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Notre Dame Football: Irish Still Making Moves With One Week Left Of Spring

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Sometimes, answers can create more questions.

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The Notre Dame Fighting Irish are one week away from finishing up the their spring practice schedule with the annual Blue-Gold Game. The spring session only includes 15 practices (which includes the game) so in all reality and honesty, there is still very little to hang a hat on for those looking for definitive proof of progress.

Spring is more about tinkering - at least this year it seems. The Irish are doing quite a bit of that, so let’s take a few moments to go over what we have in front of us.

SEALING THE DEAL

If you weren’t convinced before the spring that Brandon Wimbush is the starting quarterback for the Irish, than these past two months should have changed your mind (if not your heart). He was placed as QB1 from the start, and nothing that has transpired since the start of spring has changed that fact. Saturday’s practice reports were nothing but absolute praise for what Wimbush did in practice.

Brian Kelly was asked if he had seen that all spring from Wimbush, and Kelly was quick to talk it down a bit.

“No. No. He’s building his consistency, though. His footwork has put him in a position where now he can accurately put the ball where it needs to be and be so much more consistent with his progression reads. Throwing a seam ball. I don’t know that we threw a seam last year, an inside seam, other than a bender with the tight end. His ability to do that is a product of he’s really been much more consistent with his footwork. His delivery and throwing motion has allowed him to throw a lot more on the black and throw strikes.”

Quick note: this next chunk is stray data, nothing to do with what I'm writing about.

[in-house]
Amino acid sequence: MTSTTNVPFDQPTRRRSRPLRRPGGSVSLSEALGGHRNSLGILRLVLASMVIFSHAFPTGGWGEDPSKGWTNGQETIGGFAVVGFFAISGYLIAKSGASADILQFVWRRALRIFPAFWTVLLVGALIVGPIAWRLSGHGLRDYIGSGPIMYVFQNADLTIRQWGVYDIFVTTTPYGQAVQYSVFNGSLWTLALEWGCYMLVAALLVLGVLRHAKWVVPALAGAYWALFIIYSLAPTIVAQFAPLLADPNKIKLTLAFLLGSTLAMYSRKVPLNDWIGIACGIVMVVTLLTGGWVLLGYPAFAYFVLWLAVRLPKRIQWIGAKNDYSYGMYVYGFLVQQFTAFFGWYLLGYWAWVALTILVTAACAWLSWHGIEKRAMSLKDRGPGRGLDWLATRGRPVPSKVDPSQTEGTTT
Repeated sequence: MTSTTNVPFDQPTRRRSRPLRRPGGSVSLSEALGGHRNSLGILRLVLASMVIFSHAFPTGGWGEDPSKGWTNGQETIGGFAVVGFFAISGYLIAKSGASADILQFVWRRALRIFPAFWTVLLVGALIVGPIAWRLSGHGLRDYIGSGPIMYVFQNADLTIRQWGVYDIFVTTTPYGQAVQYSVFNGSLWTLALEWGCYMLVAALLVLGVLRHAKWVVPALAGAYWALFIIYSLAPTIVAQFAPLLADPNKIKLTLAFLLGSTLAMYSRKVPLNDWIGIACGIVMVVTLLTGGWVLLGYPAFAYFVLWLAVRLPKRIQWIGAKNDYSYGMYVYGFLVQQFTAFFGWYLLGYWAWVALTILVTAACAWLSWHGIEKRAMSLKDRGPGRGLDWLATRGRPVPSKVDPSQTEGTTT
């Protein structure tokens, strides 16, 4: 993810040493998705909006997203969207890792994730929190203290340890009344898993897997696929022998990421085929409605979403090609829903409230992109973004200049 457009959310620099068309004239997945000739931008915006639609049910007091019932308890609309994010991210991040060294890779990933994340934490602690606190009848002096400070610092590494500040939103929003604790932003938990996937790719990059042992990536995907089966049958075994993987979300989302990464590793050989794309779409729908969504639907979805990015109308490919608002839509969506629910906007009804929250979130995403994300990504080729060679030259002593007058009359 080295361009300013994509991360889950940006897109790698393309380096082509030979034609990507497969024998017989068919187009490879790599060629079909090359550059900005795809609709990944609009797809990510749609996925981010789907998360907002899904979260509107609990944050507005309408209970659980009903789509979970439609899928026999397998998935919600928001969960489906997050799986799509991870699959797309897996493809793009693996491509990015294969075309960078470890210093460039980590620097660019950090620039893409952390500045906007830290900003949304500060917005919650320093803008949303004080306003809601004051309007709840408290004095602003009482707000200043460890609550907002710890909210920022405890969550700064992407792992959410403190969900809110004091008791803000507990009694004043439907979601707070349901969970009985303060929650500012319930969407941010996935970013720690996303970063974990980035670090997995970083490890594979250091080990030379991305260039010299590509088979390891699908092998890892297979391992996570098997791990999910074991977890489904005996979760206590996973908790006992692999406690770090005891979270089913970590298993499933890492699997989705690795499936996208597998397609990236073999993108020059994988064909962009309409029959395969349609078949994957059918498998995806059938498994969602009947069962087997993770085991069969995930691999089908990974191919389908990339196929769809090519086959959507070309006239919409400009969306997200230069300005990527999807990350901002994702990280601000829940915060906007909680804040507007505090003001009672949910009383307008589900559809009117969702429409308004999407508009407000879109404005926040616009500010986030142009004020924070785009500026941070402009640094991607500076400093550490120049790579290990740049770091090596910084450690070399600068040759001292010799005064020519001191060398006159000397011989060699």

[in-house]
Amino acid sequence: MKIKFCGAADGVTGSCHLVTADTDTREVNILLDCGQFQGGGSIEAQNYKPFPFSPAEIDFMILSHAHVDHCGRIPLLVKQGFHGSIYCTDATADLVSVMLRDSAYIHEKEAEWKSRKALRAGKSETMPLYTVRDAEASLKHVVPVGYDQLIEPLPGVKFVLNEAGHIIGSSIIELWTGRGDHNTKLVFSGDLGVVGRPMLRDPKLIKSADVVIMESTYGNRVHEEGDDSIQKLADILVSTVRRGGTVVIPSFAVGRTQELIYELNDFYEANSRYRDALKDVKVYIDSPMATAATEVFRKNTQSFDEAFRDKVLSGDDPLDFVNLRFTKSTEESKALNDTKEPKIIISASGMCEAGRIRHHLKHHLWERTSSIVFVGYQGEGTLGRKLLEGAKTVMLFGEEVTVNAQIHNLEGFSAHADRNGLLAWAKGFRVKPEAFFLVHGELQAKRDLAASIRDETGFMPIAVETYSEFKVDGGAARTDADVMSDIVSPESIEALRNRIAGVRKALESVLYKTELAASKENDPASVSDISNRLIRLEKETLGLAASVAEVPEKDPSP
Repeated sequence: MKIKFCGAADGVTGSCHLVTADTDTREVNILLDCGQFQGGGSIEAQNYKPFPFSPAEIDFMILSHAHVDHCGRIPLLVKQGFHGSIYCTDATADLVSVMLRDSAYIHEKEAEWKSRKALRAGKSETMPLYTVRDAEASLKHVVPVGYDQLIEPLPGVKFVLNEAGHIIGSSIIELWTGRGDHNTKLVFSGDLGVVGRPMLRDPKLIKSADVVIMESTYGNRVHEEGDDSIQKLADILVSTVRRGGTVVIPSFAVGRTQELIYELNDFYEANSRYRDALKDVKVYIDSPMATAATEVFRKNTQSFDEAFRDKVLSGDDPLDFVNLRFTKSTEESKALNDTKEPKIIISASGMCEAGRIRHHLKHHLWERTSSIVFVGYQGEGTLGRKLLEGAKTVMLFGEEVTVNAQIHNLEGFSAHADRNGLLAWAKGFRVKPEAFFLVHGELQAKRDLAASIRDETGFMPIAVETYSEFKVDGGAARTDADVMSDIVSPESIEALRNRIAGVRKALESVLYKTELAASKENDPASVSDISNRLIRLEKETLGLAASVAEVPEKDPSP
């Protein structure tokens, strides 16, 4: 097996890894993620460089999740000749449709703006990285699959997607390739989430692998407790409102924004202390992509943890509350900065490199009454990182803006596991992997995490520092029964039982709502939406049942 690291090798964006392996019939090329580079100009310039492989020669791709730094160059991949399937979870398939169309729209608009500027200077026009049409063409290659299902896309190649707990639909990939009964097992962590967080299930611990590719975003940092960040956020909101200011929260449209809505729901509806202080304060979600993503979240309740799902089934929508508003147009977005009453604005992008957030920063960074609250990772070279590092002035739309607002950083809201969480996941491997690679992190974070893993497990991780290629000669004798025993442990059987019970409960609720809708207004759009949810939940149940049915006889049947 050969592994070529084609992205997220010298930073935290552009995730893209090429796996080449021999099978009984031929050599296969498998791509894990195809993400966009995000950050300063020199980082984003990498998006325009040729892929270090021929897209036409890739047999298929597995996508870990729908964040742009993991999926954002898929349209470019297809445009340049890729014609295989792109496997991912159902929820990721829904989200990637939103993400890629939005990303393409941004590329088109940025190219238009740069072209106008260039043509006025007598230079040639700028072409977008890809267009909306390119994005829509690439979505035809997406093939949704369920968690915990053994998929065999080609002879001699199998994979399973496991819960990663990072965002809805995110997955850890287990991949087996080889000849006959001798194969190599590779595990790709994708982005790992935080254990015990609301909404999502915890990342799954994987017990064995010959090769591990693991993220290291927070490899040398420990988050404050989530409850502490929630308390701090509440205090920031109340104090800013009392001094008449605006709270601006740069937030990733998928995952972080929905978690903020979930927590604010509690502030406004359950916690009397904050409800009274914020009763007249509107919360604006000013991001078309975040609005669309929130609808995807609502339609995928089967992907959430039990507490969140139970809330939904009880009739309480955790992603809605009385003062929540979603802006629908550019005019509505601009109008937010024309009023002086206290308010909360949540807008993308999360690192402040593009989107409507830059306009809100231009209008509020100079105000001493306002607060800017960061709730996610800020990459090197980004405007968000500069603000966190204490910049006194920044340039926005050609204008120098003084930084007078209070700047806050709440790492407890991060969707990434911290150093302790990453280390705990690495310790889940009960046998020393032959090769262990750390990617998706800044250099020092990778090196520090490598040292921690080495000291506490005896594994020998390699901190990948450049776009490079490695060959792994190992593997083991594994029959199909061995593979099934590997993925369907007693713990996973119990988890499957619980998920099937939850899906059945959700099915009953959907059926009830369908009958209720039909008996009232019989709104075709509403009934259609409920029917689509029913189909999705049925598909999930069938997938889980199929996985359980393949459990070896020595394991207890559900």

At the very least, the fact that the QB that helped create a 93% scoring efficiency in the redzone last year while struggling with accuracy issues in the passing game, is improving and doing the things needed to become a better quarterback.

THE FRONT LINE

The offensive line is shaping up just about the way that many of had hoped it would would spring began. From left to right, we are looking at a linup of Liam Eichenberg, Alex Bars, Sam Mustipher, Tommy Kraemer, and Robert Hainsey. Trevor Ruhland looks like the next man in on the interior, and Josh Lugg would be the next man in on the edge. (I also pray for a package that uses Lugg as an extra tackle / tight end).

There is no way possible that the offensive line will be as good as last year with the loss of Quenton Nelson and Mike McGlinchey, but it can still be very good. If the offense is used correctly, however, we could see the same type of production.

FIND A SKILL AND USE A SKILL

The remaining pieces of the offense involve the puzzle of the skill players. Notre Dame is blessed with talent at running back, wide receiver, and tight end; so the task from now until September will be to find the right mix and the right packages to squeeze out the most production.

I like what we have been hearing about Dexter Williams and his improvements - but I don’t like hearing that Tony Jones Jr. is 1B to Dexter’s 1A. I like Jones a lot, and I think he has a valuable skillset, but I like it a lot better in the role he played last year. This is one of the ultimate “wait and see” possibilities.

Tight end has been a position this spring that is difficult to put a finger on. Injuries and split time with baseball has basically made this the Alize Mack show. That’s not a bad thing - if that finally helps Mack reach the potential he all had hoped for him before the start of last season. I still like “Dad Body” Nic Weishar to put in a lot of snaps and work.

Wide receiver is still very much an enigma. Here’s a list of players to choose from: Chase Claypool, Miles Boykin, Michael Young, Javon McKinley, and Chris Finke. All have had good moments this spring (Claypool is only recently recovered from shoulder surgery) and all could figure prominently within the offense. What groupings will Chip Long and Brian Kelly use? Will there be enough to hold off the talented freshmen that arrive in June? Who becomes THE MAN?